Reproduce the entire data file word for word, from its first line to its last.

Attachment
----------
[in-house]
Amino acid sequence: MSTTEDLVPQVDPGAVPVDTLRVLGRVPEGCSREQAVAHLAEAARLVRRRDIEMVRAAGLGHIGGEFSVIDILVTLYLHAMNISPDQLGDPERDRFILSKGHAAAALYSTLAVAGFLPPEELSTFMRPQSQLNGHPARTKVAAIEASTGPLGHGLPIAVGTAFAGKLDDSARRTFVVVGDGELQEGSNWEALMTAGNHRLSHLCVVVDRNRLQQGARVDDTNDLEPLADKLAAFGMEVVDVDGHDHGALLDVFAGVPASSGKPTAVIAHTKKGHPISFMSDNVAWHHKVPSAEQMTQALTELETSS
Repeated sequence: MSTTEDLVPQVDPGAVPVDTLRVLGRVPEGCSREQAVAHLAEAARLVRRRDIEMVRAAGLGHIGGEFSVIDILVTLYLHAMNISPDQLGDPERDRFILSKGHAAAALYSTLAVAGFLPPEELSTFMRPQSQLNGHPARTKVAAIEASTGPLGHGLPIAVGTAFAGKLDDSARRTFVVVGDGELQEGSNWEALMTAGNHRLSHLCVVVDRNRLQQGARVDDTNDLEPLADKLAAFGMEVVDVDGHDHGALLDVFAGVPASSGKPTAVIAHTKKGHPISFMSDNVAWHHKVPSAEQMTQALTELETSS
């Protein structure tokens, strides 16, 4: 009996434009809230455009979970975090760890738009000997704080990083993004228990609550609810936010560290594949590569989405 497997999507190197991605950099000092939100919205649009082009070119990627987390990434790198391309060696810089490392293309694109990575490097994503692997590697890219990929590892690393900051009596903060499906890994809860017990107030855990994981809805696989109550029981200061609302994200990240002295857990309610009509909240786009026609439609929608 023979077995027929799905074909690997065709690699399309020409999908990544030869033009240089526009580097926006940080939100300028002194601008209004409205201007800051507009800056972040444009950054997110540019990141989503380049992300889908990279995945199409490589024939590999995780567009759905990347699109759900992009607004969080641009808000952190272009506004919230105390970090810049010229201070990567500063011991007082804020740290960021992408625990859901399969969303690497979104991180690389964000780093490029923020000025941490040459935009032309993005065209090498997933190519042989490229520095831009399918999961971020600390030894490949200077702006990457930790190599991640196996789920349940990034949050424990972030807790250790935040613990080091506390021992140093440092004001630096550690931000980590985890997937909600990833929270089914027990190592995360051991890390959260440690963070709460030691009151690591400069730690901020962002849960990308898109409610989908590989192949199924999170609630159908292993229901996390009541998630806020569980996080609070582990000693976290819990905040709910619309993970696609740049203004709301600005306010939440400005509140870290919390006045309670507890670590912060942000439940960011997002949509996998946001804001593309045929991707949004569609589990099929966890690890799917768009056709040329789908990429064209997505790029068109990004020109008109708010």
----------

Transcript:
[in-house]
Amino acid sequence: MSTTEDLVPQVDPGAVPVDTLRVLGRVPEGCSREQAVAHLAEAARLVRRRDIEMVRAAGLGHIGGEFSVIDILVTLYLHAMNISPDQLGDPERDRFILSKGHAAAALYSTLAVAGFLPPEELSTFMRPQSQLNGHPARTKVAAIEASTGPLGHGLPIAVGTAFAGKLDDSARRTFVVVGDGELQEGSNWEALMTAGNHRLSHLCVVVDRNRLQQGARVDDTNDLEPLADKLAAFGMEVVDVDGHDHGALLDVFAGVPASSGKPTAVIAHTKKGHPISFMSDNVAWHHKVPSAEQMTQALTELETSS
Repeated sequence: MSTTEDLVPQVDPGAVPVDTLRVLGRVPEGCSREQAVAHLAEAARLVRRRDIEMVRAAGLGHIGGEFSVIDILVTLYLHAMNISPDQLGDPERDRFILSKGHAAAALYSTLAVAGFLPPEELSTFMRPQSQLNGHPARTKVAAIEASTGPLGHGLPIAVGTAFAGKLDDSARRTFVVVGDGELQEGSNWEALMTAGNHRLSHLCVVVDRNRLQQGARVDDTNDLEPLADKLAAFGMEVVDVDGHDHGALLDVFAGVPASSGKPTAVIAHTKKGHPISFMSDNVAWHHKVPSAEQMTQALTELETSS
């Protein structure tokens, strides 16, 4: 009996434009809230455009979970975090760890738009000997704080990083993004228990609550609810936010560290594949590569989405 497997999507190197991605950099000092939100919205649009082009070119990627987390990434790198391309060696810089490392293309694109990575490097994503692997590697890219990929590892690393900051009596903060499906890994809860017990107030855990994981809805696989109550029981200061609302994200990240002295857990309610009509909240786009026609439609929608 023979077995027929799905074909690997065709690699399309020409999908990544030869033009240089526009580097926006940080939100300028002194601008209004409205201007800051507009800056972040444009950054997110540019990141989503380049992300889908990279995945199409490589024939590999995780567009759905990347699109759900992009607004969080641009808000952190272009506004919230105390970090810049010229201070990567500063011991007082804020740290960021992408625990859901399969969303690497979104991180690389964000780093490029923020000025941490040459935009032309993005065209090498997933190519042989490229520095831009399918999961971020600390030894490949200077702006990457930790190599991640196996789920349940990034949050424990972030807790250790935040613990080091506390021992140093440092004001630096550690931000980590985890997937909600990833929270089914027990190592995360051991890390959260440690963070709460030691009151690591400069730690901020962002849960990308898109409610989908590989192949199924999170609630159908292993229901996390009541998630806020569980996080609070582990000693976290819990905040709910619309993970696609740049203004709301600005306010939440400005509140870290919390006045309670507890670590912060942000439940960011997002949509996998946001804001593309045929991707949004569609589990099929966890690890799917768009056709040329789908990429064209997505790029068109990004020109008109708010």